A R T   L E T T E R

The Timely Magazine of Art

#34 <previous/ next> Artletter index August 1, 1996

Mario Perez at Brent Gallery                                                           ends	9/28

The best show up now in Houston. Untitled  is the most frankly decorative, a vertical swatch of
beachy blue-grays falling in tattered ribbons, emblazoned with an enigmatic but zesty logotype.
This high-tech three dimensional star hovers, centered, in the blue-gray atmosphere. Its flat,
angular, planes of color lie on the surface of the painting as if they could be peeled off. In
Somewhere  white on white streaks run over gray, partially camouflaging the word
"SOMEWHERE" in fading but emphatic italic capitals. Here the opposition of bleachy white field
and fading white graphic is unruffled and less thought provoking. In Mr. Oily, vertical runs of
gloss and matte black  suggest both the satiny sheen of a top hat and a grease encrusted engine
block, provoking a violently mixed tactile response. Perez goes a step further; by overpainting
the word "Mr. Oily" in a dandified, ornate script he makes the entire painting an elegant/ greasy
calling card for a smooth villain. S en Punto!  is a leftover from Perez' 1995  show. Like and
unlike the newer works, it shows how far Perez has come in the last two years. In S en Punto!  a
wash of black drips lies over a huge lopsided letter "S", dirty and awkward like an amateur sign
at an abandoned gas station. In this older work, the wash is equated with age and pathos; effective,
but less interesting and much less contemporary than the same wash of drips used in the newer
works to create decorative voids.-B.D.

Shahzia Sikander at Barbara Davis Gallery                                     	8/17

Sikander's intimate paintings seem sincere but fatally reticent. The painstaking decorative detail
and intriguing exoticism of many of the works mask their trite sentimentality.  Unwilling to
commit to a clearly articulated statement,  Sikander's works mumble through a series of
unexamined cliches which stand in for true self-expression.  Sikander works in four different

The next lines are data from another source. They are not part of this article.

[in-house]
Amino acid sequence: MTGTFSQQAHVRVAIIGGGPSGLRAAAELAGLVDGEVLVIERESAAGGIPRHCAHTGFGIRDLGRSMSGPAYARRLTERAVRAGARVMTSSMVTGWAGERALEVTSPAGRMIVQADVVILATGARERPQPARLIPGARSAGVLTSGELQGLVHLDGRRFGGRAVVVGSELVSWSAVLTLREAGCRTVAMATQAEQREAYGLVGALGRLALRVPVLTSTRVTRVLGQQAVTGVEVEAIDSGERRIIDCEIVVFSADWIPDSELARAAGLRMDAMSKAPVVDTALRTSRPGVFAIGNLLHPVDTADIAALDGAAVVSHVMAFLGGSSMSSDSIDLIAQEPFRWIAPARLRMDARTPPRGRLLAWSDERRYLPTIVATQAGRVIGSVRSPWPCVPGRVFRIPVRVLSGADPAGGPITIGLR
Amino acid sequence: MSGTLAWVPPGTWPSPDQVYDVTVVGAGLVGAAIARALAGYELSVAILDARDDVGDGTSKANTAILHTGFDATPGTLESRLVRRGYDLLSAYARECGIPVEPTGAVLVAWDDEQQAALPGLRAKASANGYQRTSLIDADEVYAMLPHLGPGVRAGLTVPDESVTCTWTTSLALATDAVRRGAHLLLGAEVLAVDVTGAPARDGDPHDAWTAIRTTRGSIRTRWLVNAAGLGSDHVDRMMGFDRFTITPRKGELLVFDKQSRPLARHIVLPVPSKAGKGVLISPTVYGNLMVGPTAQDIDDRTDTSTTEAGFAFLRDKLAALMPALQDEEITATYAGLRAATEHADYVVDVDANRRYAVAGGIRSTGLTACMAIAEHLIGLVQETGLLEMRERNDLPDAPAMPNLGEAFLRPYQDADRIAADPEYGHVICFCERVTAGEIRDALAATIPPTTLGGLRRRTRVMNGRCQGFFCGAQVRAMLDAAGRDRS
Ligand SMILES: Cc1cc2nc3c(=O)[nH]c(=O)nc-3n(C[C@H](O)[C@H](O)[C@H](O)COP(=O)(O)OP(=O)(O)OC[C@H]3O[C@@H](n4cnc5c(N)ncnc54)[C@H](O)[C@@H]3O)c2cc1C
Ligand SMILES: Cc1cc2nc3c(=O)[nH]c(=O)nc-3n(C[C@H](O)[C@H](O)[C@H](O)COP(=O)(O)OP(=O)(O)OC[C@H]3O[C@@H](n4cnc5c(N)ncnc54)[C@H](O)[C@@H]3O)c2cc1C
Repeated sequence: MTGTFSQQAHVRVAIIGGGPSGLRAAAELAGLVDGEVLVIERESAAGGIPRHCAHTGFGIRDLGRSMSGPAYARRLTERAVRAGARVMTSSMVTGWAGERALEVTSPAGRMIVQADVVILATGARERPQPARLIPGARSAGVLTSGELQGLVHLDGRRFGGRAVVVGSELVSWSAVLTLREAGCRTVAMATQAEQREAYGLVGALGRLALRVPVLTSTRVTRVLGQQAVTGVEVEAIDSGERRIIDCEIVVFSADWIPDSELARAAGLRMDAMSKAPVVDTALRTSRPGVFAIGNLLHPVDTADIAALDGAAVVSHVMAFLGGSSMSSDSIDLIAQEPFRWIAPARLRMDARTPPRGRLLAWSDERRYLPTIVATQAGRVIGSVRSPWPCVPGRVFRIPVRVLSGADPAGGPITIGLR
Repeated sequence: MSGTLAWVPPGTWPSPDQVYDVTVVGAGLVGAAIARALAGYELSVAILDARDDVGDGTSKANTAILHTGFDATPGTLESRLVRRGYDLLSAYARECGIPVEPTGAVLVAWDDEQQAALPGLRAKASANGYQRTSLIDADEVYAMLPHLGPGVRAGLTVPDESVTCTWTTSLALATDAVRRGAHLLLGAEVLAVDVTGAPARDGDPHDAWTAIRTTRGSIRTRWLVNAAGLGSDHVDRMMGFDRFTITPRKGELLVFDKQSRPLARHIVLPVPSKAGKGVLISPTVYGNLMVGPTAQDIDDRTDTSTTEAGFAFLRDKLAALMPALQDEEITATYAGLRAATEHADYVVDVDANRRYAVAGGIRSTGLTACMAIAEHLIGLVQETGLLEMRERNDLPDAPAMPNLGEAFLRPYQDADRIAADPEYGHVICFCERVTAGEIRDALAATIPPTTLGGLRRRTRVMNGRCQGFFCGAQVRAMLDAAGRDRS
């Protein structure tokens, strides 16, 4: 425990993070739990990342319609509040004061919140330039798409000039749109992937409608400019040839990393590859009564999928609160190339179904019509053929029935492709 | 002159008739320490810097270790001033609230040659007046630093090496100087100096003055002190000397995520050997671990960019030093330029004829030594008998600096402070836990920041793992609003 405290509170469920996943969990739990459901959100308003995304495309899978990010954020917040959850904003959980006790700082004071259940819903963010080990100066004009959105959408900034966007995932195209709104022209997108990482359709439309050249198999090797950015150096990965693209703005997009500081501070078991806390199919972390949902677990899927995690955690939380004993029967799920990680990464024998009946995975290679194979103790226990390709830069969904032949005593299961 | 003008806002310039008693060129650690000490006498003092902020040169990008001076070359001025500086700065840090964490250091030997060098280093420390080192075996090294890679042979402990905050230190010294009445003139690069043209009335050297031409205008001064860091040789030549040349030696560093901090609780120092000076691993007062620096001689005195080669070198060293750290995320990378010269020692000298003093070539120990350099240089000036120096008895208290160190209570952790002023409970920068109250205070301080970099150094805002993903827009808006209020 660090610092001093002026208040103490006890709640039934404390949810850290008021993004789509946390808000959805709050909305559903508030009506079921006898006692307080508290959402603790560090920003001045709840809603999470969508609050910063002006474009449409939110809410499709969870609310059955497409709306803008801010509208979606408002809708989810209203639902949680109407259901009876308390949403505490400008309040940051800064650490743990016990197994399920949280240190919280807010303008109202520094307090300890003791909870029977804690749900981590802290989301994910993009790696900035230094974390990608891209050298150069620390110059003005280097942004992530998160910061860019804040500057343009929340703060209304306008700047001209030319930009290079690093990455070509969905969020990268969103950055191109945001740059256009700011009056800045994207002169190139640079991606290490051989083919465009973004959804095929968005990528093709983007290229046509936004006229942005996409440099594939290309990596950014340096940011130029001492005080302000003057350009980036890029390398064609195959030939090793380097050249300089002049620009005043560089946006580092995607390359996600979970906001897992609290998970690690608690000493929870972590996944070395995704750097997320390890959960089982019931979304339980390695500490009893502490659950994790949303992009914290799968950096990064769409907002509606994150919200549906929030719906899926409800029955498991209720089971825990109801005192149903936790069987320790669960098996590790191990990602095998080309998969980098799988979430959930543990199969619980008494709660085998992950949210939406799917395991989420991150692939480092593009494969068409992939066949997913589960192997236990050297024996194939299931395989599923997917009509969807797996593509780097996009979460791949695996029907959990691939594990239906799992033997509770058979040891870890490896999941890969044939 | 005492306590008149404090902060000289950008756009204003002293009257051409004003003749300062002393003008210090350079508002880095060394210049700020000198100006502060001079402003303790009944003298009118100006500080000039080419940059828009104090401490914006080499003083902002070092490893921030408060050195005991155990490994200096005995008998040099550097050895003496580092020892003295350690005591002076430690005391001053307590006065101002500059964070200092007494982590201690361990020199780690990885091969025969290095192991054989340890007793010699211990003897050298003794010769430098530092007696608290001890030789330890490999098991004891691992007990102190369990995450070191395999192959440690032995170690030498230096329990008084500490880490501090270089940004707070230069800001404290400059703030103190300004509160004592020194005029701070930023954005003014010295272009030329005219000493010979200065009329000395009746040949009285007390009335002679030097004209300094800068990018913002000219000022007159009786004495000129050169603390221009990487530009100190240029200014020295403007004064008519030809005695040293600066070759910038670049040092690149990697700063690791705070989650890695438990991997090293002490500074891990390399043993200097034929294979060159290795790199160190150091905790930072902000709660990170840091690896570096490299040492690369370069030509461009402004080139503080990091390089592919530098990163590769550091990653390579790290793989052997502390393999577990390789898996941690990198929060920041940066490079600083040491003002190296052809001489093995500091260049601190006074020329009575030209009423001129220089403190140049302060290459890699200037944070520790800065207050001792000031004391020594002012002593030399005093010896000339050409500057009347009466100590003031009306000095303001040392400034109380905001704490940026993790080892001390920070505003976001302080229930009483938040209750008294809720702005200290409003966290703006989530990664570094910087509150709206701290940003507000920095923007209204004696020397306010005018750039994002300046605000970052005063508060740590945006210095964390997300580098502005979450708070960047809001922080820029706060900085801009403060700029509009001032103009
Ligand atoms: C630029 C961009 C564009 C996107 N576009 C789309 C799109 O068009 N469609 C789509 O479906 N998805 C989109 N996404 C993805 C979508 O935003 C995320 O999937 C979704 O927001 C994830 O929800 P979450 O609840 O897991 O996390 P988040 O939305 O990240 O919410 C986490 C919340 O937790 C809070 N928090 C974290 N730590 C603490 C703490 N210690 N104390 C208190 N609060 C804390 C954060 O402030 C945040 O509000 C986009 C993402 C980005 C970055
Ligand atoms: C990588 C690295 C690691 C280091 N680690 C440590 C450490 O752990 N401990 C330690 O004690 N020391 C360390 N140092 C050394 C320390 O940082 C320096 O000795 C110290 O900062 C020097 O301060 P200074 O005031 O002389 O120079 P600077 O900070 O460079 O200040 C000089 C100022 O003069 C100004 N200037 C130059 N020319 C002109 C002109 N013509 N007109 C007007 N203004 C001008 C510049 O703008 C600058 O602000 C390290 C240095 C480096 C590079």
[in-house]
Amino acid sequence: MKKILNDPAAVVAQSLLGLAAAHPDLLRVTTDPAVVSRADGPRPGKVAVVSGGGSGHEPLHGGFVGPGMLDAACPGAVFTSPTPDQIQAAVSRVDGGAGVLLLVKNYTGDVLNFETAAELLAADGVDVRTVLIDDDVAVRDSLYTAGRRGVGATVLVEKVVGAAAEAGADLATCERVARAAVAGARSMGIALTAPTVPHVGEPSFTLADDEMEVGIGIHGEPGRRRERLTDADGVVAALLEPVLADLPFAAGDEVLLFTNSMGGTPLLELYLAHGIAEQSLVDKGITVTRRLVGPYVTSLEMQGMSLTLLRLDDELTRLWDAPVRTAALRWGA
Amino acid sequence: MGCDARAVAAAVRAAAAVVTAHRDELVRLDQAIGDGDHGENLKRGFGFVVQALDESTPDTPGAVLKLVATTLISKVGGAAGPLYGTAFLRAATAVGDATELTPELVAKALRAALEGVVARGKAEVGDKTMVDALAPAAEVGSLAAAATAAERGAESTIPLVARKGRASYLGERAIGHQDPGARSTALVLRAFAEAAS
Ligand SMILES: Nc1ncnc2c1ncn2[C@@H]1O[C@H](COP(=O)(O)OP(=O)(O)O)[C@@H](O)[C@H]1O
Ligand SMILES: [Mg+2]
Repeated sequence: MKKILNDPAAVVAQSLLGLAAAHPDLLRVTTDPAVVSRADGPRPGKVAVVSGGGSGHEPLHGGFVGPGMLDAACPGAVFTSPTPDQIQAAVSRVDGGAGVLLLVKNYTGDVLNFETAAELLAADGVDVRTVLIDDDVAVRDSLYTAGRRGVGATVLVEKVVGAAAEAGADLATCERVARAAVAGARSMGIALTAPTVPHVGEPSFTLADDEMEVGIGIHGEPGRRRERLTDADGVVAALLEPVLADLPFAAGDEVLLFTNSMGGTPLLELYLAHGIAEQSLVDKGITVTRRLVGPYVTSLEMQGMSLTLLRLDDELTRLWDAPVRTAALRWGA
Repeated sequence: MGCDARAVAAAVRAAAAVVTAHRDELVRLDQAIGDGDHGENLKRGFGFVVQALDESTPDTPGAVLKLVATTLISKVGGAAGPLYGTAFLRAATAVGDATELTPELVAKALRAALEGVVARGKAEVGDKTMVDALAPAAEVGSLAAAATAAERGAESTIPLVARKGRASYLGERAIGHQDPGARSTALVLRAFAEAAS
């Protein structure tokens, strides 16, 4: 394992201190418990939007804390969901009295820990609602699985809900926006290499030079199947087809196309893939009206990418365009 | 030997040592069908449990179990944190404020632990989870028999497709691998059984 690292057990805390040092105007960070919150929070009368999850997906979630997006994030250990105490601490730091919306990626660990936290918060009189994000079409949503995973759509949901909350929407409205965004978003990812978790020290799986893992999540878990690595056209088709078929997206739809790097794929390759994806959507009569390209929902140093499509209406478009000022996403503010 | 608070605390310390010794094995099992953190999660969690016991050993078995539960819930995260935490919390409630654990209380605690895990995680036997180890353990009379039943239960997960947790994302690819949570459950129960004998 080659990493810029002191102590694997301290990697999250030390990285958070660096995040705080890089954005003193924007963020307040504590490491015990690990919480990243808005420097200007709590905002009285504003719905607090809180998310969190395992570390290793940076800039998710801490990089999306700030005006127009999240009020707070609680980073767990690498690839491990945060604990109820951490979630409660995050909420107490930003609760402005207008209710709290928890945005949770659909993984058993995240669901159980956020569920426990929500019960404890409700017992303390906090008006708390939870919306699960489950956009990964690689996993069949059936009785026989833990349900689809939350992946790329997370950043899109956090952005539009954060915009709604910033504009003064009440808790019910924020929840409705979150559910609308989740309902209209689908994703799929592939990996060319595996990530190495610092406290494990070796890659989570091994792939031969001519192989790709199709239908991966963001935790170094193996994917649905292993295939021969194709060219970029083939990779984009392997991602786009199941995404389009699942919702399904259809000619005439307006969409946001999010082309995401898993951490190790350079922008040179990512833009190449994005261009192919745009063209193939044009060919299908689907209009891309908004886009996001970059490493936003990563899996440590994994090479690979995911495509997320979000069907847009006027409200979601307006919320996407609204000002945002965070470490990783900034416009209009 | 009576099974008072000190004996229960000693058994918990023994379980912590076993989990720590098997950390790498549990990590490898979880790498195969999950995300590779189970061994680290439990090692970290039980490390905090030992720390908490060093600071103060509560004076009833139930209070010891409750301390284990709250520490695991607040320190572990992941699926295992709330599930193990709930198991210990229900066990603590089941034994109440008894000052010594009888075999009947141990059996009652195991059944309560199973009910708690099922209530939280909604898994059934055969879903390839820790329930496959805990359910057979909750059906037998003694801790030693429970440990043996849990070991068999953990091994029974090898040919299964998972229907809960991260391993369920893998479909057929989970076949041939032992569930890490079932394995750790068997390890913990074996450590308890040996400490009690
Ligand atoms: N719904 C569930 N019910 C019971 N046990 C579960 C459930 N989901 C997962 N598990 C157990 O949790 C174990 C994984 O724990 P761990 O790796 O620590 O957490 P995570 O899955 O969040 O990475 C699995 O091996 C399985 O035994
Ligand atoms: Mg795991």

modes. Her "straight" miniature paintings are stiff, like illustrations done for reproduction; they
seem dry and overworked when compared with the zippy, fluent brushwork and bold graphic
patterns of the found miniature paintings she uses as backgrounds for the photo-collage pieces.
The photomontage pieces themselves are muddled and arty. Seeming like an afterthought, the large
scale wall paintings which introduce the show magnify  Sikander's dry, labored painting, and
combine it with meaningless text. The hybridized works which combine delicate figurative
elements with liquid blots, clouds, and stains are sporadically effective. Loaded images like an
eye, an exaggerated female torso, a deer, and a mandala suggest mystical readings of the vaguely
sentimental drips which make up the balance of each picture.-B.D.

Harvey Bott at The Art League sculpture court	8/30

Bott's signature shape, the archetypal sled is recreated in painted canvas over plywood. Like giant
building blocks wrapped in striped circus tents. -B.D.

Janet Smartt at Brasil Cafe	8/12

Low intensity, aimless abstractions. Smartt deserves credit for avoiding horrendous cliches of
brushwork and the decorative color schemes which would place her works squarely in the tasteful
office furniture category, but achieves little else. The small scale of the paintings constrains and
diminishes the gloppy paint gestures; these works were painted with the wrist, not with the
whole body, like small scale reproductions of ab-ex work. They have the look of passion without
the substance. If it is any consolation, many less interesting abstractions hang in museums.-B.D.

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